As my hon. Friend said, guidance on fire safety measures that will meet the requirements of the building regulations is given in approved document B, on fire safety. The guidance aims to ensure that buildings are as safe as can reasonably be expected, while giving designers as much flexibility as possible. The latest edition of approved document B, which came into force on 1 July 2000, includes a new provision limiting the compartment size of single-storey shops to 2,000 sq m, where previously there was no limit. The provision suggests, however, that where sprinklers are provided there should be no limit to the floor area of compartments. The need to restrict compartment size in single-storey shops was first proposed following a number of high-profile fires in large supermarket and DIY-type outlets, which led to concern about public and firefighter safety.
It is important to note that the definition of "shop", as given in approved document B, includes premises used
The provision of a 2,000 sq m threshold was set after consideration of the comments that were received as part of a much larger public consultation on approved document B, which closed in March 1998. The original proposal was for a compartment size threshold of 4,000 sq m in single-storey shop premises. However, we considered that a threshold of 2,000 sq m would ensure an even greater level of safety for occupants and firefighters alike.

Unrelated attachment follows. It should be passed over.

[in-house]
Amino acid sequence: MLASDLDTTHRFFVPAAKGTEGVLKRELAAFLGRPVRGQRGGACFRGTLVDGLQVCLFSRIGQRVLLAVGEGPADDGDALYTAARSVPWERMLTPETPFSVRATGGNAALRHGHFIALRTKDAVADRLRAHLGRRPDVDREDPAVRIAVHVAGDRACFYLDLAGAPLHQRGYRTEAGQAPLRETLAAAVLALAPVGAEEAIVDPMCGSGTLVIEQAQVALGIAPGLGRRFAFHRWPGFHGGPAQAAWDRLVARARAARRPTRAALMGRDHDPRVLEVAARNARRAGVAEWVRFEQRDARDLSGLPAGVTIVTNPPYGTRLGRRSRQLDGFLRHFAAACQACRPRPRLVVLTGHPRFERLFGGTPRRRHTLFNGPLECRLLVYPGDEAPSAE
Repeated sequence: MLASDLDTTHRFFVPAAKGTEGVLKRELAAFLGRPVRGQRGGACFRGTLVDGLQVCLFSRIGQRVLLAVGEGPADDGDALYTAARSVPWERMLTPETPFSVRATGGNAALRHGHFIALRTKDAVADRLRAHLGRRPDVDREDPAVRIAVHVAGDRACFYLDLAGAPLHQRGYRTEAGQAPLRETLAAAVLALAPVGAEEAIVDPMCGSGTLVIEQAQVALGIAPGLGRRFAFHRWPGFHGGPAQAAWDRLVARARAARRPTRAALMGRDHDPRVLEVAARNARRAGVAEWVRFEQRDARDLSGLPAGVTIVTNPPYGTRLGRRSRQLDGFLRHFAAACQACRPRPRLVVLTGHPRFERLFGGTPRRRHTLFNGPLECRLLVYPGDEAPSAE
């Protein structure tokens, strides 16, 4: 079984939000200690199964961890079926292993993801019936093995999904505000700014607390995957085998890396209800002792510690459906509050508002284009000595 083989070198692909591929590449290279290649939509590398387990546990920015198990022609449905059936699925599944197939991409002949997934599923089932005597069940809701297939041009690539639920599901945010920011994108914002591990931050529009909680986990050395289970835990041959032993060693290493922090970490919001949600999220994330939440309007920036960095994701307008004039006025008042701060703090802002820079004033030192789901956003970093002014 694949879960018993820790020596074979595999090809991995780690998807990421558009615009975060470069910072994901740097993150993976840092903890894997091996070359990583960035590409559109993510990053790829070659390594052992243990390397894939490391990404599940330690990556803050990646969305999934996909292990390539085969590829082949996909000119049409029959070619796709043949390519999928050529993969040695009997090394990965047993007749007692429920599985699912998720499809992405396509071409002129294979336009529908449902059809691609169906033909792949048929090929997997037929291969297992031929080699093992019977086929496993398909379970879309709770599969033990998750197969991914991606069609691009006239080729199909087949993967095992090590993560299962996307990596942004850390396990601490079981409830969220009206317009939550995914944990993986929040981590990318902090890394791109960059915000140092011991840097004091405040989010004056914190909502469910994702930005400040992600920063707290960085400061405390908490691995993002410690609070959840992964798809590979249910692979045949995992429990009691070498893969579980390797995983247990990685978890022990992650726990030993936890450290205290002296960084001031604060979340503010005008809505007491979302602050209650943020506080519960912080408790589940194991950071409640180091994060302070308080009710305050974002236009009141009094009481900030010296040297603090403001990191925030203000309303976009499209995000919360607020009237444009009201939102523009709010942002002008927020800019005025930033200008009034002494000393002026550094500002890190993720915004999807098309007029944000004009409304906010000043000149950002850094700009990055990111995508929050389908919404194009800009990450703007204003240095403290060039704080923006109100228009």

The decision to limit the guidance on the use of sprinklers in the 2000 edition of approved document B to single-storey shops, as opposed to other types of building such as warehouses, was based on the central fact that there is greater potential for loss of lives in fires in shops. That is because of the large number of people who will be present within a shop, the fact that they will generally be unfamiliar with their surroundings and the level of managerial control that can be placed on members of the public, which is somewhat different from that which can be placed on staff in, say, a warehouse-type building. The decision to provide such guidance on single-storey shops was arrived at following a full regulatory impact assessment.
Owing to the recognised fact that the level of risk to occupants and firefighters can increase with height, the approved document already suggests maximum compartment volumes, both with and without sprinklers, for multi-storey storage-type buildings.
My hon. Friend suggested that only non-combustible core materials should be used for sandwich panels that are provided within single-storey warehouse and distribution buildings. The 2000 edition of approved document B offers guidance for the first time on the use of sandwich panels within buildings generally. The approved document recognises that the potential for problems in fires involving non-combustible cores is less than those for polymeric core materials and offers guidance accordingly.